- Giants executives Brian Sabean and Lee Elder were on hand to watch today’s Reds/Cubs game in Chicago, FOX Sports’ Ken Rosenthal writes (all Twitter links). As Rosenthal points out, the natural conclusion is that Sabean and Elder were in town to watch Reds starter Johnny Cueto — Cueto will be a sought-after trade target this summer, and the Giants need rotation help. It could be, though, that the pair were at Wrigley for other reasons.
- Giants outfielder Hunter Pence is headed to the disabled list with wrist tendinitis, as Rosenthal tweets. Pence has not played since June 2, so he should be able to return within a week if he’s ready. To take Pence’s place on the active roster, the Giants selected the contract of righty Mike Broadway today after promoting an outfielder, Jarrett Parker, earlier this week.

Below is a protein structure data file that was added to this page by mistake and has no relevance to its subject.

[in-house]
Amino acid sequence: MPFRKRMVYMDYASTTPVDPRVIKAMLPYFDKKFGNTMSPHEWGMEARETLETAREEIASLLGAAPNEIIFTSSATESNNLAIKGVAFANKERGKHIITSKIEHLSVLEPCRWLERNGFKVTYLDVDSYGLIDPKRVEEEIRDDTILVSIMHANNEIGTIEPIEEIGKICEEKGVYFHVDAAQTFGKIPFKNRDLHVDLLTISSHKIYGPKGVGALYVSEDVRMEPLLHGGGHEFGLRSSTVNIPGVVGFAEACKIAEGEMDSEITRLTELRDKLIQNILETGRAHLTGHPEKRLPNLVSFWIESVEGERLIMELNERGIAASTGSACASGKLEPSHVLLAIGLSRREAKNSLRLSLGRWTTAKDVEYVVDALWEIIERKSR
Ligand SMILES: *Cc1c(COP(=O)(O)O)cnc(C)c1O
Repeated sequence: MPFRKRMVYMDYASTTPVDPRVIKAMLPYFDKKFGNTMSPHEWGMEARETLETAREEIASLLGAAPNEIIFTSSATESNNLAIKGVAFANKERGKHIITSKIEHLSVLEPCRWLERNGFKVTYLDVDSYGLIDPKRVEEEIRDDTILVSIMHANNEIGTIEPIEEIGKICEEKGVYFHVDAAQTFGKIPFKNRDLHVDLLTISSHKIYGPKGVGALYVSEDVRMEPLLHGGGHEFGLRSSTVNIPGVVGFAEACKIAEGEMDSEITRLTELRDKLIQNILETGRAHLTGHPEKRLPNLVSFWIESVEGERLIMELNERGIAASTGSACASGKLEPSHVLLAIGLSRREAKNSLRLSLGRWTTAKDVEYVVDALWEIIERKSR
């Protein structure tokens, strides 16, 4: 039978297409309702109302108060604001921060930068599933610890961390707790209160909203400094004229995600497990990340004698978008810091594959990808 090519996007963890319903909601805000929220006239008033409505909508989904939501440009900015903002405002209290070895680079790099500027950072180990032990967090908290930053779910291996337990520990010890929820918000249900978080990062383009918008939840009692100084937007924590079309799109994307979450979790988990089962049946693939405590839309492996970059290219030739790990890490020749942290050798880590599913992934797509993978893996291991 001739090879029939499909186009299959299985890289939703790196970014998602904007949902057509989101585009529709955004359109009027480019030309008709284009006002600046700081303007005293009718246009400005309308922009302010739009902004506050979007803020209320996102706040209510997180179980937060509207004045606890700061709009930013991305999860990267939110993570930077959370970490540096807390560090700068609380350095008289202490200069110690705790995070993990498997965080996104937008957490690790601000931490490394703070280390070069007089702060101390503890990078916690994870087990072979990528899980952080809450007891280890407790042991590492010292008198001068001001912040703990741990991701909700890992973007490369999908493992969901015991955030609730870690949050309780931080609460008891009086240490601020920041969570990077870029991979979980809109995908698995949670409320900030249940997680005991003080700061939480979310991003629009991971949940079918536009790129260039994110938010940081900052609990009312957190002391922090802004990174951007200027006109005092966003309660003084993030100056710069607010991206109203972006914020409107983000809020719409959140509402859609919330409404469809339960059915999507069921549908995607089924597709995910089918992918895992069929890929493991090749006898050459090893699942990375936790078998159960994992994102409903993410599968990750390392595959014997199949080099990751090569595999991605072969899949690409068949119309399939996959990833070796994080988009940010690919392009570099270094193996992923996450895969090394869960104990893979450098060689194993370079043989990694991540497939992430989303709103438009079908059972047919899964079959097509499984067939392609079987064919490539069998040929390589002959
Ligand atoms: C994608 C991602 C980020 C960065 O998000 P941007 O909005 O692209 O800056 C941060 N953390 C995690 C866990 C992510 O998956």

The Cubs aren’t concerned with Jon Lester‘s issues throwing to first base, writes the Boston Globe’s Nick Cafardo in his weekly Sunday Notes column. “I think it’s being a little overplayed right now, quite frankly,” said manager Joe Maddon to Cafardo. “…I’d much prefer he worries more about getting his fastball where he wants and his cutter where he wants and all the normal pitching things. … I don’t want to make this an issue, because it’s not for me at all.” Still, Cafardo notes, it is an issue that the Red Sox worked to correct for years with little success. The Cardinals exploited the issue in Lester’s first outing by swiping four bases against him, but as Cafardo notes, not every team will go that route. One AL scout told Cafardo: “I always included in my reports about the throwing, but our team chose not to do anything about it.”